north-west, but reaches its highest elevation in the east and in the south. This great upland district had to be crossed before the peoples dwelling north and south of it could be fused into one. The plateau extends through the old provinces of Marche and Limousin, Auvergne, Forez, the Velay, the Vivarais, Rouergue, and the Gevaudan. But it was disturbed, broken up, and overlaid by volcanic eruptions at a comparatively recent date, pouring forth floods of lava and clouds of ash in Auvergne, le Velay, and le Vivarais. In its upheaval, moreover, the granite turned up, snapped, and exposed the superposed beds, and left them as bristling ridges to the east and south. It is this fringe that constitutes the Cevennes. These describe a half-moon, with its convexity towards the basin of the Rhone. Locally, indeed, the name Cevennes is limited to a tangle of schist ridges and deep-cleft ravines, constituting that portion of the arc which is between the Coiron and the limestone plateau of Larzac. But such is not the original limitation. The Romans undoubtedly, looking from the basin of the Rhone on the long purple chain, behind which set the sun in a glow of amber, as they passed up and down between Arles and Vienne—designated that range Cebennæ, and geographers still are disposed to so name the entire series, as constituting an orological entity, although the several portions have received distinguishing appellations.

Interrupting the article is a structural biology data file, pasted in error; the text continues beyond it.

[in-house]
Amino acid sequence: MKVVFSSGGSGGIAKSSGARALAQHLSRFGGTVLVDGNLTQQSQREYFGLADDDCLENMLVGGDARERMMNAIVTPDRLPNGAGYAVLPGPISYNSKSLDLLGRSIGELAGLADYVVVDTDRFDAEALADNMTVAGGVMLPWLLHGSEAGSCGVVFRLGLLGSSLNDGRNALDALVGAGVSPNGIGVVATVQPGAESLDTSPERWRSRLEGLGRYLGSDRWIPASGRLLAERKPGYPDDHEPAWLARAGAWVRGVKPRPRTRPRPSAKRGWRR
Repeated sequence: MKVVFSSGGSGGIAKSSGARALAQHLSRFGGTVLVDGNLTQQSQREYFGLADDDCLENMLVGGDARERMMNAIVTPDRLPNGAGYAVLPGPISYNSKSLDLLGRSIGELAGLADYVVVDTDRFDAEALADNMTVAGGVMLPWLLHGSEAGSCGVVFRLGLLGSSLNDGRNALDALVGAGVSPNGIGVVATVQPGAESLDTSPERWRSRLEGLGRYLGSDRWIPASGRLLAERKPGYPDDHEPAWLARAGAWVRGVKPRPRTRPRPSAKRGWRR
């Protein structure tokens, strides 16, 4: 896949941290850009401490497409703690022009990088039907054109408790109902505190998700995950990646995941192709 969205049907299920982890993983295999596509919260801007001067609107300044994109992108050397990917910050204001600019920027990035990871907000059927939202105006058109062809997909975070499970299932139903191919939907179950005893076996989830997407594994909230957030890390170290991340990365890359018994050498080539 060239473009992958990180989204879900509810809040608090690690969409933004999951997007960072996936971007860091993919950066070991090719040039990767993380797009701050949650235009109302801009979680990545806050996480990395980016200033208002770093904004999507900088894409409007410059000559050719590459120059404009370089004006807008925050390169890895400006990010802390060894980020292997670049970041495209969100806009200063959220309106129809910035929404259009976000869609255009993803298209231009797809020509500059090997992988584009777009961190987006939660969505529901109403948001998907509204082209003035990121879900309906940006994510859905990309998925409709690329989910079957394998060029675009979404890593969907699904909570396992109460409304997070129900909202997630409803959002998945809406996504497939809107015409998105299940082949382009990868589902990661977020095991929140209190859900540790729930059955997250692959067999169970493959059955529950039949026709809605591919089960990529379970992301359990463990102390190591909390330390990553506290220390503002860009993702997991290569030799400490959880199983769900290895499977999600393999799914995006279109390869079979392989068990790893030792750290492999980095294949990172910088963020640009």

They all belong to the same system, were all in their main lines thrown up at the same time, though not by any means all of the same geological formation; and they are all peopled by the same race, all speaking the Langue d'Oc.